|Publication number||US7176675 B1|
|Application number||US 11/164,555|
|Publication date||Feb 13, 2007|
|Filing date||Nov 29, 2005|
|Priority date||Nov 29, 2005|
|Also published as||CN1975994A, CN100459089C, US7486097, US20070132445|
|Publication number||11164555, 164555, US 7176675 B1, US 7176675B1, US-B1-7176675, US7176675 B1, US7176675B1|
|Inventors||Bernhard R. Liegl|
|Original Assignee||International Business Machines Corporation|
|Export Citation||BiBTeX, EndNote, RefMan|
|Patent Citations (10), Non-Patent Citations (1), Referenced by (7), Classifications (5), Legal Events (4)|
|External Links: USPTO, USPTO Assignment, Espacenet|
1. Field of the Invention
This invention relates to semiconductor manufacturing and, in particular, to test structures or defect monitors for diagnosing processing imaged induced defects in a semiconductor product.
2. Description of Related Art
An ongoing concern in semiconductor technology is the maximization of manufacturing yield and one problem in the manufacturing of semiconductors is processing induced image defects which result in physical defects within the semiconductor product and product failure. Exemplary of processing induced image defects which cause circuit failure are open circuits in conductive lines and short circuits between adjacent conductive lines.
In a lithographic imaging process a semiconductor wafer is coated with a layer of resist and the resist layer is then exposed to an illuminating light by passing the light through a mask. The mask controls the amplitude of the light inpinging upon the wafer and the mask layer in one process is subsequently developed, non-exposed resist is removed, and the exposed resist produces the image of the mask on the wafer. The image is then plated to form the circuit.
Continued improvements in lithography have been able to print increasingly fine features allowing for smaller device dimensions and higher density devices. However, as features which are smaller than the wave length of the light used to transfer the pattern onto the wafer become increasingly smaller, it has become increasingly more difficult to accurately transfer the pattern onto the wafer.
To solve this problem phase-shifted masks and assist features on the mask have been used. Phase-shifted masks selectively alter the phase of the light transmitted through the mask in order to improve the resolution of the features on the wafer. Assist features, by contrast, are used to pattern isolated high aspect features by nesting these otherwise isolated features in order to take advantage of photoresist and tools which are optimized to pattern nested features.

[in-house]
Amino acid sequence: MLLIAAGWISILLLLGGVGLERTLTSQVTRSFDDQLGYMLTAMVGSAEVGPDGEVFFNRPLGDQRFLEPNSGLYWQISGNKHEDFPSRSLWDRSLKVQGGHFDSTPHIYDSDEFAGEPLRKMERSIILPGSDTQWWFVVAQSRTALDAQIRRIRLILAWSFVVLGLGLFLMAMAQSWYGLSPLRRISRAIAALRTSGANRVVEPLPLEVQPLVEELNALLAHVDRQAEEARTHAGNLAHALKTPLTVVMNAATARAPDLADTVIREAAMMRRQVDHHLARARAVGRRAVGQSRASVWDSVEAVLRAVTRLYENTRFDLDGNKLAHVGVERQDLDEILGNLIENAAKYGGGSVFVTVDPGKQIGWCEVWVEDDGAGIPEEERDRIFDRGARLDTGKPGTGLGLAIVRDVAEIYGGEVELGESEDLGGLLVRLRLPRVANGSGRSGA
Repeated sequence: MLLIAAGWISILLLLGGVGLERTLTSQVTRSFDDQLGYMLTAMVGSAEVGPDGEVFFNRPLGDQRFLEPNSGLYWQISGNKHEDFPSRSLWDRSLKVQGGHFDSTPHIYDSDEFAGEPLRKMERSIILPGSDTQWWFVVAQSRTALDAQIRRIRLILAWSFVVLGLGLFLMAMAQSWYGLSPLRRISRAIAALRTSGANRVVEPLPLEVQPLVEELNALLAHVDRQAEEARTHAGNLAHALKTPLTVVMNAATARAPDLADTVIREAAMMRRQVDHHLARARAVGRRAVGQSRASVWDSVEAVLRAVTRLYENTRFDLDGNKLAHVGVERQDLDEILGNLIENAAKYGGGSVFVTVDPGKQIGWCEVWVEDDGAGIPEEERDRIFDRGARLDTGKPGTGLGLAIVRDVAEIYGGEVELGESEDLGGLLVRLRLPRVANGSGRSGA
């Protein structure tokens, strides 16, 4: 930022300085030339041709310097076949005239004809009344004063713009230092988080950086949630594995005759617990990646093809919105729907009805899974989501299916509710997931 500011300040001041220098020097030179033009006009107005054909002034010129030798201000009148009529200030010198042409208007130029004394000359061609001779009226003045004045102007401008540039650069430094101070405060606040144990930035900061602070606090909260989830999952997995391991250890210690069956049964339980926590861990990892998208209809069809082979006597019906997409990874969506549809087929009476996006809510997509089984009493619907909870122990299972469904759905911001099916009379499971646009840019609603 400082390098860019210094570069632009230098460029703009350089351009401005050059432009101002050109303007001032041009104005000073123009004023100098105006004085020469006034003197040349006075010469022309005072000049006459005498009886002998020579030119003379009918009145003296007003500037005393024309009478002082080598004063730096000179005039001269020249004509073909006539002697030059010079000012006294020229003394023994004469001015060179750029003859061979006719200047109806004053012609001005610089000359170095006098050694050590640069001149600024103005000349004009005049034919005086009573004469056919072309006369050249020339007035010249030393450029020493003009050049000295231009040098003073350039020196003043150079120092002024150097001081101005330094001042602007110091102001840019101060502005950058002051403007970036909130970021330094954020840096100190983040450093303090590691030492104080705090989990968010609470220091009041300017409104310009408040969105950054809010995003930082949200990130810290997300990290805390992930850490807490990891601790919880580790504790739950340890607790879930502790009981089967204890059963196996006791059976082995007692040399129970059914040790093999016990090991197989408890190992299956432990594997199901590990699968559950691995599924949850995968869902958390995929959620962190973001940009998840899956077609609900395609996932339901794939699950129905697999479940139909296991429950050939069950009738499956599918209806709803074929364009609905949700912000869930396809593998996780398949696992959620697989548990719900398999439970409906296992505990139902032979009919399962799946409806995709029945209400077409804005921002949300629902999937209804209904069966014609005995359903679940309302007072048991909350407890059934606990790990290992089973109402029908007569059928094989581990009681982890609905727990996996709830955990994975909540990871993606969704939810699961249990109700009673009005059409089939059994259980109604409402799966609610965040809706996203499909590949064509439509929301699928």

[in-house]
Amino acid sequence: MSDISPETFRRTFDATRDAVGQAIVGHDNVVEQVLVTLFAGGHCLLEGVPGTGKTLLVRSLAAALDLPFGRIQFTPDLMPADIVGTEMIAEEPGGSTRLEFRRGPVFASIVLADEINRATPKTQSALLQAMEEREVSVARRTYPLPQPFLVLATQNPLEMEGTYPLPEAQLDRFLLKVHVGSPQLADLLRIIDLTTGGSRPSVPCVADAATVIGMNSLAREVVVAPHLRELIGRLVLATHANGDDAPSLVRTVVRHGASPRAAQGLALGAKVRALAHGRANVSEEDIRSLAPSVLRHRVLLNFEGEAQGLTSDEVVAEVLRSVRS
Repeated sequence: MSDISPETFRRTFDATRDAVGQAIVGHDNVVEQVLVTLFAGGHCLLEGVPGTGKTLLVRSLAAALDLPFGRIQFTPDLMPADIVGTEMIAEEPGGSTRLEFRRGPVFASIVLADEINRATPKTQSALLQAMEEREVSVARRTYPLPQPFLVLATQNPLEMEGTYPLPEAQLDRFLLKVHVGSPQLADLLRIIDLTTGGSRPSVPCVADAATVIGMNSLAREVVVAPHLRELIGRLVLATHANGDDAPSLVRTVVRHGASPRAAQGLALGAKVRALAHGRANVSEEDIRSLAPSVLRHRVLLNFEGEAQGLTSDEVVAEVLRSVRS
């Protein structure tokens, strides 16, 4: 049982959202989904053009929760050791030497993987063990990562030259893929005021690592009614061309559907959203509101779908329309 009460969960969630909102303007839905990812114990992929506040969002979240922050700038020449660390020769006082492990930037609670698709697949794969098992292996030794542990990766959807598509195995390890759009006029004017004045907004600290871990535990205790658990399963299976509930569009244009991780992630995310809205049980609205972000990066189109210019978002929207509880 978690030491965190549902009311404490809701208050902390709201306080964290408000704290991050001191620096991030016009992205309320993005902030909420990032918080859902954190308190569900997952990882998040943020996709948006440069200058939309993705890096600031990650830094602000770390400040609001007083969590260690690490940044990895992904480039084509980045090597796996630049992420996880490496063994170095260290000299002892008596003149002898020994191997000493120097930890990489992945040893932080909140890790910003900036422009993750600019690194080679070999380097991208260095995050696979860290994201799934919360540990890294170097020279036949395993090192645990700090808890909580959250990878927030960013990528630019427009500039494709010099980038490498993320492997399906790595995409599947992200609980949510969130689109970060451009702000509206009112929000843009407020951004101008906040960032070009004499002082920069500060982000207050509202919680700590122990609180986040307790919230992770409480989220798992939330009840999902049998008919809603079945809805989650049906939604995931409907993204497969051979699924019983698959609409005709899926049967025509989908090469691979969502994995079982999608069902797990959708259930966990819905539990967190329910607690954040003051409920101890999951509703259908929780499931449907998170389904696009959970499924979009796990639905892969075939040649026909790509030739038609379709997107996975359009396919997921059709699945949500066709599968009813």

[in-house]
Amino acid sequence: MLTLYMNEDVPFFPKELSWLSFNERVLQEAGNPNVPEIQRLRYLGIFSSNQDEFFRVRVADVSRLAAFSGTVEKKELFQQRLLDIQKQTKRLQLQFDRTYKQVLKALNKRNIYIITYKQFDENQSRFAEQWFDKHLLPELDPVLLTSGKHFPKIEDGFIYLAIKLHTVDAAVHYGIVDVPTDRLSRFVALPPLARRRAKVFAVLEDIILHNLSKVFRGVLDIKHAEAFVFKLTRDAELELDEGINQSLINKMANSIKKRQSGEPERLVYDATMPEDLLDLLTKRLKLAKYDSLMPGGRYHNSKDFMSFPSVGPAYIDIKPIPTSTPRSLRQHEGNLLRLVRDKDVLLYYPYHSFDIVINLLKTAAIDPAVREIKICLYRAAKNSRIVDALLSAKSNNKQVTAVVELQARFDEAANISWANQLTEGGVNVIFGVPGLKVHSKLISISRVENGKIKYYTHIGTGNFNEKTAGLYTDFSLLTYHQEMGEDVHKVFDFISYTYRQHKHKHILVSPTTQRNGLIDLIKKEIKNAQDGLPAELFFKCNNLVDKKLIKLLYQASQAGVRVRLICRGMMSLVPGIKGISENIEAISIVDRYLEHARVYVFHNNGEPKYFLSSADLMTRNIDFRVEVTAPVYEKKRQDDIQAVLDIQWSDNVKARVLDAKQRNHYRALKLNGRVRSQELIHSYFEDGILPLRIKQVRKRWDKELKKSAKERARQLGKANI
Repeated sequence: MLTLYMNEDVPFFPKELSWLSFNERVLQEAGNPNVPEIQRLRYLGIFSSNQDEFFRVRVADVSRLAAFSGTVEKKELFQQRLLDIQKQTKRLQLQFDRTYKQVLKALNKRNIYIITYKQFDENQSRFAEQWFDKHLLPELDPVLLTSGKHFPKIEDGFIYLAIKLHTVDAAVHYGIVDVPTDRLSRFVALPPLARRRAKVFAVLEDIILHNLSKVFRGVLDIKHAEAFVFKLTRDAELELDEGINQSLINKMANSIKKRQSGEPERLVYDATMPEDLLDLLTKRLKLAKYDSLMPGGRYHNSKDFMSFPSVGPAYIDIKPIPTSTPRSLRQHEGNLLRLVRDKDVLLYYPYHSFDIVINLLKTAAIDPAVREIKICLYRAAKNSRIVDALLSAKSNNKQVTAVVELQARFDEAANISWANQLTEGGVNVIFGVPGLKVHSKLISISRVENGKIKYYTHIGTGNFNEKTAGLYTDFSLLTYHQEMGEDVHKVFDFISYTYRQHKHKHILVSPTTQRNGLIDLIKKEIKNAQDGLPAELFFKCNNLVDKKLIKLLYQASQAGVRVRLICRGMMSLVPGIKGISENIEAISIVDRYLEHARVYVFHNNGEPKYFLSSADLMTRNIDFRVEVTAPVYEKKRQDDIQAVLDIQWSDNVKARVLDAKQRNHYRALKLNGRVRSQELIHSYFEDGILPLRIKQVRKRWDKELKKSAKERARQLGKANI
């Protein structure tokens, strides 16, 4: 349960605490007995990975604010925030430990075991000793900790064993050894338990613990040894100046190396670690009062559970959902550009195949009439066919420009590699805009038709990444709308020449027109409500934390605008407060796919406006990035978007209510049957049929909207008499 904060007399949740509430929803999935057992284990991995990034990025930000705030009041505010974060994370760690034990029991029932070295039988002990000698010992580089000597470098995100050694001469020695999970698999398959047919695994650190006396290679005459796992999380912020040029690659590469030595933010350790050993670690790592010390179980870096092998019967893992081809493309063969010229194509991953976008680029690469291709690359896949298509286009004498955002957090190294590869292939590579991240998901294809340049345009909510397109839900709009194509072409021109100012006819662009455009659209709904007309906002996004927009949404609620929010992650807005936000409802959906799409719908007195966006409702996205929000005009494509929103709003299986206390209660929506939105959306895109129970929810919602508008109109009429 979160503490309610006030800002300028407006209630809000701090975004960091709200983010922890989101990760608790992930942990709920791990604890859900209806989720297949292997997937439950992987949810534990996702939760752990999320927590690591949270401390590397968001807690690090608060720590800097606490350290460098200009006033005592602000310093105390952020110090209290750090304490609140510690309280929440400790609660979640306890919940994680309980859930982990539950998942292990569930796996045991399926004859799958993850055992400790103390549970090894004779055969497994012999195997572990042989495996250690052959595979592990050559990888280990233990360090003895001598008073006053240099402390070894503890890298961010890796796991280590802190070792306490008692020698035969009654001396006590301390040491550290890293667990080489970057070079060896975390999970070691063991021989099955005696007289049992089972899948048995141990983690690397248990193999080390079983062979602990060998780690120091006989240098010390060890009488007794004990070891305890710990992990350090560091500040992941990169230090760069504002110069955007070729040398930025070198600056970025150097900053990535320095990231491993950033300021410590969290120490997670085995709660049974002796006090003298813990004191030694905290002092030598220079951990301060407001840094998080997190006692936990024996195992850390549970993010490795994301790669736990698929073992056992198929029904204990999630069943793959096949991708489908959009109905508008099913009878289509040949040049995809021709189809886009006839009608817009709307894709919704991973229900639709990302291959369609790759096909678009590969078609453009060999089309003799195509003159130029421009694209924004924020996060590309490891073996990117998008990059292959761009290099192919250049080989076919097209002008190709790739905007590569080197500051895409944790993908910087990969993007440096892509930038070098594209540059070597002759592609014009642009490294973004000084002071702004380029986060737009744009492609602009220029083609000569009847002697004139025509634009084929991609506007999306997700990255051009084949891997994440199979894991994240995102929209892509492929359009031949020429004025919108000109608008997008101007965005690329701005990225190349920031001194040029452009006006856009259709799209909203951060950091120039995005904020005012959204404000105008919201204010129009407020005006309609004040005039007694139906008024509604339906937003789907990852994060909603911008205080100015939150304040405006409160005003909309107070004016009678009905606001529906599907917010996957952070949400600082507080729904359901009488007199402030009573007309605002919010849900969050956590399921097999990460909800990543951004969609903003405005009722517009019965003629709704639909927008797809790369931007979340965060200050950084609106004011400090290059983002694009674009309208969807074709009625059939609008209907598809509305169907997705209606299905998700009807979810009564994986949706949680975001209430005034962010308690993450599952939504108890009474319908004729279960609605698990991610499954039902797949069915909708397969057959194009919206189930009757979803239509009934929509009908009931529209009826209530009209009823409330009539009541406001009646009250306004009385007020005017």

Another proposed solution termed optical proximity correction (OPC) uses chosen lithographic process parameters (e.g., photoresist) so that the best overall result of dense and isolated features is achieved. To accommodate the processing problems, isolated features are enlarged relative to dense features so that the isolated features print the width that they were designed to be. Therefore, the resulting pattern in the photolithographic process has the isolated features and dense features being the same width as they were designed. This can be achieved by enlarging the isolated features, decreasing the dense features, or a combination of both. Unfortunately, in general, the pattern formed on the photoresist layer is optimized for neither the dense feature nor the isolated feature.
While the above techniques are useful to minimize process induced defects, the subject invention is directed to use of a defect monitor which is formed on the mask and printed on the wafer during the printing of the wafer product to provide an enhanced manufacturing process in which defects can be readily determined and the manufacturing process enhanced.
In the manufacture of semiconductor integrated circuits, it has become conventional to fabricate test structures during the manufacturing process which structures serve to yield reliability data on the regular product circuits. The principal reason for this is that the integrated circuits themselves cannot be probed because the interconnections in the device are neither accessible electrically nor can the regions be isolated from one another to provide accurate data. The typical monolithic integrated semiconductor circuit involves such a dense pattern of impurity regions and metallurgy interconnecting them that the components cannot be readily isolated for testing purposes. Thus, semiconductor designers have found it necessary to design test structures which are isolated from the production circuits and which structures can be tested.